National Press Club

United Nations Population Fund deems Oct. 11 at International Day of the Girl Child

September 24, 2012 | By John M. Rosenberg |

The status of women is the major issue facing a great portion of the approximately 900 million young girls around the world today, said Babatunde Osotimehin, executive director of the United Nations Population Fund, at Sept. 21 National Press Club Newsmaker.

Osotimehin recalled his time as Nigeria’s minister of health and seeing girls as young as 12 being placed into marriage. “This is not a Nigerian phenomenon, this is a phenomenon that happens across the world,” he said.

Osotimehin once visited a hospital in northern Nigeria and saw a young woman confronting great difficulty while in labor. She was clearly in need of a Caesarian; however, when he asked the hospital staff, he was told that the husband refused to pay for the services, preferring instead to abandon the woman and marry another.

The Fund has deemed Oct. 11, 2012, as the International Day of the Girl Child in order to call attention to the issue of child marriage. Osotimehin urged journalists to highlight these topics, saying,“The truth of the matter is that these are issues which we have to address, and address aggressively.”

Having begun operations in 1969, the United Nations Population Fund is currently working in over 50 countries, empowering young women to reach their full potential in the face of many obstacles such as the lack of family planning and various human rights concerns.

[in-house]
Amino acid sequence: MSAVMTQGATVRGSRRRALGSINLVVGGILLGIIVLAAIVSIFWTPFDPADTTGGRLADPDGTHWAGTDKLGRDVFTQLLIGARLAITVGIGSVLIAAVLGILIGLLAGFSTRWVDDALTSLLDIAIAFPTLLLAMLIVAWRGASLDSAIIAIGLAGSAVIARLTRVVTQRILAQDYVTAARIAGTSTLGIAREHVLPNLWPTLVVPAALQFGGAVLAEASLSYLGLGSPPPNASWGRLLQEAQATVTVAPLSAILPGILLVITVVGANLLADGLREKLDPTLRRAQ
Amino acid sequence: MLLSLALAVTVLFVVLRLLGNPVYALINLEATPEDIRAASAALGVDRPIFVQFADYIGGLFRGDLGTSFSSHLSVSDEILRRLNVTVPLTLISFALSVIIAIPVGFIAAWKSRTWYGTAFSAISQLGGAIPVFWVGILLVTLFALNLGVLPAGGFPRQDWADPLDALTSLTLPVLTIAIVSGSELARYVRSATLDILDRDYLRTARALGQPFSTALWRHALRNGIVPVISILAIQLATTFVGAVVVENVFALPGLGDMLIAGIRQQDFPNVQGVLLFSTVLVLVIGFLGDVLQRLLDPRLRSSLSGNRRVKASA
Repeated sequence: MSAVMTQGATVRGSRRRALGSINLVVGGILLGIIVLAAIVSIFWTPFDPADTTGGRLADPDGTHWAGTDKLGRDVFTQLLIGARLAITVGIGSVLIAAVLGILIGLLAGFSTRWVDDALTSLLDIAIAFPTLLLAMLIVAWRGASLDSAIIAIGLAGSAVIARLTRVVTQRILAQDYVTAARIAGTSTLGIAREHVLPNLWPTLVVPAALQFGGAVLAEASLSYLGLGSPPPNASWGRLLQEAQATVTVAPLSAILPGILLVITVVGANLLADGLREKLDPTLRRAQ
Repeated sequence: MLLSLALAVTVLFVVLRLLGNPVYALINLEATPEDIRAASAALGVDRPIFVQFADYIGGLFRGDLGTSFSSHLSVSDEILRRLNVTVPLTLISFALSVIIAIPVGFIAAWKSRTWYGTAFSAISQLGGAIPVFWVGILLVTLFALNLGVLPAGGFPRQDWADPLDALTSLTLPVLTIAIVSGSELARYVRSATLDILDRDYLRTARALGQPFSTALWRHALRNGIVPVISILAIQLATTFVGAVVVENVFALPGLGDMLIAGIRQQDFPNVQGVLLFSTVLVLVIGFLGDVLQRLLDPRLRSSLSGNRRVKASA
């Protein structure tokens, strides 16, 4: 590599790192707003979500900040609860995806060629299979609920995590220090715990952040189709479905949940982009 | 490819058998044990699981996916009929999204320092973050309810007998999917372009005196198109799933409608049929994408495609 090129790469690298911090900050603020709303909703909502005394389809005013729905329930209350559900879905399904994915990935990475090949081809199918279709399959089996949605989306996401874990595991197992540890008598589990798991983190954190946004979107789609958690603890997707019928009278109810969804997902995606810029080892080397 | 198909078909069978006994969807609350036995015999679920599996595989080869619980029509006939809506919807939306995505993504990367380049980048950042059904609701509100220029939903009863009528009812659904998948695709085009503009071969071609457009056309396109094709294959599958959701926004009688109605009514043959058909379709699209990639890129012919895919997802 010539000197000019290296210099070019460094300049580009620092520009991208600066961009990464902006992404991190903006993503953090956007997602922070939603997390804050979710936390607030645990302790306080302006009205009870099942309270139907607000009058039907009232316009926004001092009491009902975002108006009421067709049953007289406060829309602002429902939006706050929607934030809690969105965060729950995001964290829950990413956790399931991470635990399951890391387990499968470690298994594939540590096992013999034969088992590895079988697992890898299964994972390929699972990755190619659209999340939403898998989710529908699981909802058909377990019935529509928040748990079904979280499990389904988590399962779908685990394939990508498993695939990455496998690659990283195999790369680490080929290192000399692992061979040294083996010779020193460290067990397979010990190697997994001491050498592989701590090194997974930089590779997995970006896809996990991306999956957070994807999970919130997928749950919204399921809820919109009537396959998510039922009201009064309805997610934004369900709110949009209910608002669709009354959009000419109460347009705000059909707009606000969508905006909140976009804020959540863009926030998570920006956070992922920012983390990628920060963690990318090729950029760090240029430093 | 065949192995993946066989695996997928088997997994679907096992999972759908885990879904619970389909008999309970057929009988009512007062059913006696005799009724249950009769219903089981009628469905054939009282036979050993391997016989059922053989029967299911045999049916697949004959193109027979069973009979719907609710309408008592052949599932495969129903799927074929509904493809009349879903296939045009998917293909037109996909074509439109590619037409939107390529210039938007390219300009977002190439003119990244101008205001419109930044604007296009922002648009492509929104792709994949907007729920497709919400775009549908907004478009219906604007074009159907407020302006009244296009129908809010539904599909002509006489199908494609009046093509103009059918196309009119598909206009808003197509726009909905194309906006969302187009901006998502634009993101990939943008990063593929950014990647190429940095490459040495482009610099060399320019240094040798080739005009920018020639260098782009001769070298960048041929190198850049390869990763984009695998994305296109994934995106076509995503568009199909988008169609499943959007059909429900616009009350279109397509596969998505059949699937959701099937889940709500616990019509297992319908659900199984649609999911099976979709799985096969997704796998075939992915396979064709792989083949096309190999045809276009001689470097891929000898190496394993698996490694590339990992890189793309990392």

According to the organization, by the end of 2012 another 20 million girls worldwide will have been married off before they are adults. Such practices, along with ensuing pregnancy, results in the loss of potential for these young women and missed educational opportunities.

In addition to marriage and pregnancy issues there are concerns about genital mutilation. The Poulation Fund has been working with over 8000 communities, primarily in Africa and Asia, in order to stop this practice.

As an agency established to promoting health and equal opportunity, the Fund serves to advance the understanding of population dynamics such as rates of growth and decline in fertility, mortality and migration. Such criteria will influence everything from urbanization to climate change.

“Let us not forget that the world has an aging population,” Osotimehin said, adding that by the year 2050 there will be more people 65 years old than those aged 15. This trend will continue, not only in developed countries, but in the developing world, having profound implications on productivity, housing, social security and governance.

Even with these other concerns, the primary theme of the Fund will remain the empowerment of young women. “We must encourage, going forward, a world in which women and girls have empowerment and education so that they can participate, actively, in the development of their countries,” Osotimehin said.